(play in the backgroundAnd then there's Charles Ives - who probably has the best claim of the three. He's a composer for a future we still haven't caught up to with an all-inclusive vision of music as something where so many forces jostle together in so many dimensions that every time you listen is a completely different experience. It's music whose function is completely different from European music, a more democratic music for a country with a more democratic ethos. An ear accustomed to the orderly kingdom of European harmony will hear only the ugliness of American chaos, but those of us conversant in his musical language can hear the beauty in his dissonance. And yet, just like the country of whom he was such a magnificent example, there is a lot of ugliness in Ives too - his music was made of quotes, and while he was a Connecticut Yankee WASP whose life was understandably distant enough from the black experience that he never quoted African-American songs, he yet found space in his music to quote Stephen Foster, the songwriter beloved of Southern minstrel shows. His political beliefs were so reactionary they almost seem progressive - in 1920 he campaigned for a constitutional amendment that is a forerunner of today's movement for Direct Democracy, but in his interpretation was a means to severely limit the power of government. But as democratic as Ives's conception of music was, his entire world was nevertheless the world of New England WASPS, scarcely different from Hawthorne's or Dickinson's - the world of barn dances, holiday parades, parlor entertainments, church hymns, town meetings, and minstrel shows, all of it refracted through the brain of a musical genius with the financial means to develop his talent fully. But when the idyllic world of the New England WASP began to die after World War I, Ives's inspiration died with it.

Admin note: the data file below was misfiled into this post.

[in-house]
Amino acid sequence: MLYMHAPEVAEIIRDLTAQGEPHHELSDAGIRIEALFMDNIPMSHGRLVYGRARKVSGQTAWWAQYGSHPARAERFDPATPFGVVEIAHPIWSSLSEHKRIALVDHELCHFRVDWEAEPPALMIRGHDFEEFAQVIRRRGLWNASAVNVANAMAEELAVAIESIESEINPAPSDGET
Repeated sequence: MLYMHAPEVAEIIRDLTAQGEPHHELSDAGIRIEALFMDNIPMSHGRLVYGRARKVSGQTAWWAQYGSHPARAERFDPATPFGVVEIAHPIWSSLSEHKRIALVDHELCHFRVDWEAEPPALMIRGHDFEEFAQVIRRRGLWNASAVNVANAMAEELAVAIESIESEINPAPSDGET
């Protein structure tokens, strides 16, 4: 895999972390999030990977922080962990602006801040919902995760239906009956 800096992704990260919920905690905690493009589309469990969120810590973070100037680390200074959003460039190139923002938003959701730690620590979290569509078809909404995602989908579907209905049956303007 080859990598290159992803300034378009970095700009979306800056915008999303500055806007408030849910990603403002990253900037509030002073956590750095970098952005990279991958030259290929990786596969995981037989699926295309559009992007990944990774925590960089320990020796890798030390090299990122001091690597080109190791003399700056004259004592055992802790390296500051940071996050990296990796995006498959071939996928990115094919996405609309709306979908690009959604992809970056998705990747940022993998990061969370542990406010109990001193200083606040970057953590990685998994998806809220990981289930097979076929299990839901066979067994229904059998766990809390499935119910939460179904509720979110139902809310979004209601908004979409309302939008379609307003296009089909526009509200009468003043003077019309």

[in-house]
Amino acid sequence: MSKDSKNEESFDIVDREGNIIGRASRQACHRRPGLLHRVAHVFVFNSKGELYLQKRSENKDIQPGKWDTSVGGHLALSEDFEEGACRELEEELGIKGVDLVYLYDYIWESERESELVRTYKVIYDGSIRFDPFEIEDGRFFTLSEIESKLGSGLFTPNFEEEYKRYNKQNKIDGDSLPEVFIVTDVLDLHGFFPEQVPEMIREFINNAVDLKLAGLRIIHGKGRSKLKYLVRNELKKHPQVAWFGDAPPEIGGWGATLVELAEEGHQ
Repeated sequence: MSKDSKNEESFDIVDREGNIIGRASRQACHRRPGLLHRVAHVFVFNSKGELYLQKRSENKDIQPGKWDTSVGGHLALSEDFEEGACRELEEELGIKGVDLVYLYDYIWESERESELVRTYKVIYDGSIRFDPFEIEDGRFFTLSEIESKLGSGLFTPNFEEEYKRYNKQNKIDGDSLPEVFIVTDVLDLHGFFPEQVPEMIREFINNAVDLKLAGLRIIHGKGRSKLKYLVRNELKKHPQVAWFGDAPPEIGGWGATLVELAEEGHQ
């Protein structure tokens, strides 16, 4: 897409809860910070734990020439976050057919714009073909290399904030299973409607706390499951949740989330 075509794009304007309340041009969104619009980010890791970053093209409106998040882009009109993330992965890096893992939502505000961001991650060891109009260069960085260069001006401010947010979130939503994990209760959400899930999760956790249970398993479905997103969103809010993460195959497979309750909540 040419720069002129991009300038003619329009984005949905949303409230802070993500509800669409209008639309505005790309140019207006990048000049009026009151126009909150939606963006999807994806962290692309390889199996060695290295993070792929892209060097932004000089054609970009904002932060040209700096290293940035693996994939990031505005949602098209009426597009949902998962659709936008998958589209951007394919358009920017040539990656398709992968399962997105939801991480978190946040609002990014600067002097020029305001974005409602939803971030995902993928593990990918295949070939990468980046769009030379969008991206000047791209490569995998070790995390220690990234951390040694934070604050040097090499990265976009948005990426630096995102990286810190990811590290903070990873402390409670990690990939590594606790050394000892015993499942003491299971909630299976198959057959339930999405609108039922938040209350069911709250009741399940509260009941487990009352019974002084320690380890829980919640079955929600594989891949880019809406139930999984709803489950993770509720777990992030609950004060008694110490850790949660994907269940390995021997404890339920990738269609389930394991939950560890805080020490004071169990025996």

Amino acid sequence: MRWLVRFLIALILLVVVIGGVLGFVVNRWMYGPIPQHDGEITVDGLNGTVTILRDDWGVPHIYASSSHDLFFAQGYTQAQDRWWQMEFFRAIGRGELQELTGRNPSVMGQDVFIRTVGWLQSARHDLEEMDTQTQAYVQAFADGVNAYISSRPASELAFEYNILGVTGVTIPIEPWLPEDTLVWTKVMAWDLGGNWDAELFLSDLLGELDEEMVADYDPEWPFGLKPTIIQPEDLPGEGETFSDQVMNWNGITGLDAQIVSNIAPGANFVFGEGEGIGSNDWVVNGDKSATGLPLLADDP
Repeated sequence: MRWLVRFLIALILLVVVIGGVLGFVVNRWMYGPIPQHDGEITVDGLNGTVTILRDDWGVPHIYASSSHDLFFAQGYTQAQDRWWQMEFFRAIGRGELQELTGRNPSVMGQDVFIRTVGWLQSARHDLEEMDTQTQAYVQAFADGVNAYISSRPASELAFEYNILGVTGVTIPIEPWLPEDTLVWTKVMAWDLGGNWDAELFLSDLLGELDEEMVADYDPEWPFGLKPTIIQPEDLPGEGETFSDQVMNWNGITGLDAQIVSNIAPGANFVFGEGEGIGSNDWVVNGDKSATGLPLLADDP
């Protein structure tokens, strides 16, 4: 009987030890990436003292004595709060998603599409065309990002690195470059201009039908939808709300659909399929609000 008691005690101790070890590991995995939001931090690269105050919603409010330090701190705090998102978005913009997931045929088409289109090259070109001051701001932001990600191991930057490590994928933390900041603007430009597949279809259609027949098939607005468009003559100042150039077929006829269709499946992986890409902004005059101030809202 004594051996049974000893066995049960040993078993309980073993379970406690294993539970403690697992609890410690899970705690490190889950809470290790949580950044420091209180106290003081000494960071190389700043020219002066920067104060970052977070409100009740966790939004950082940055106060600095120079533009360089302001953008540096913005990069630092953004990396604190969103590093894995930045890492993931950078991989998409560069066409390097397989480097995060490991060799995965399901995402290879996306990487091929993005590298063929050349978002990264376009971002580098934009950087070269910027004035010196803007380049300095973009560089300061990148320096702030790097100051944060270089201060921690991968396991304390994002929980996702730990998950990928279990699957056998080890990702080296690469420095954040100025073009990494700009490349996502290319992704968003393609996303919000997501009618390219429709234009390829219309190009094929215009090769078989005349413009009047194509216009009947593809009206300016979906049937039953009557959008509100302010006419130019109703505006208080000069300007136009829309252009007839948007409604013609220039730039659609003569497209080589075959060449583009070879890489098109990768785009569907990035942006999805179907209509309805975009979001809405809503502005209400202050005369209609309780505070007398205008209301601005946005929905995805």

Some younger musicians who might listen to this podcast would probably suggest a further three - Phillip Glass, Steve Reich, and John Adams, the 'Holy Trinity' of American Minimalism. And while I'm not an uncritical admirer of any of them, I do wonder if there are arguments to be made for all three, but let's let the dust settle on their careers before we attempt any kind of definitive assessment on their music. And then, of course, there are the non-classical composers, who might in fact have a still much stronger claim to musical eminence than anything at all which happened the tiny realm of American classical music.

Any kind of artistic endeavor is extremely hard, and the demands placed on any kind of artist are herculean for any number of reasons this podcast would elaborate upon. How much harder are these demands in a country for whom the means of expression, a means like classical music, is not endemic in the country's experience?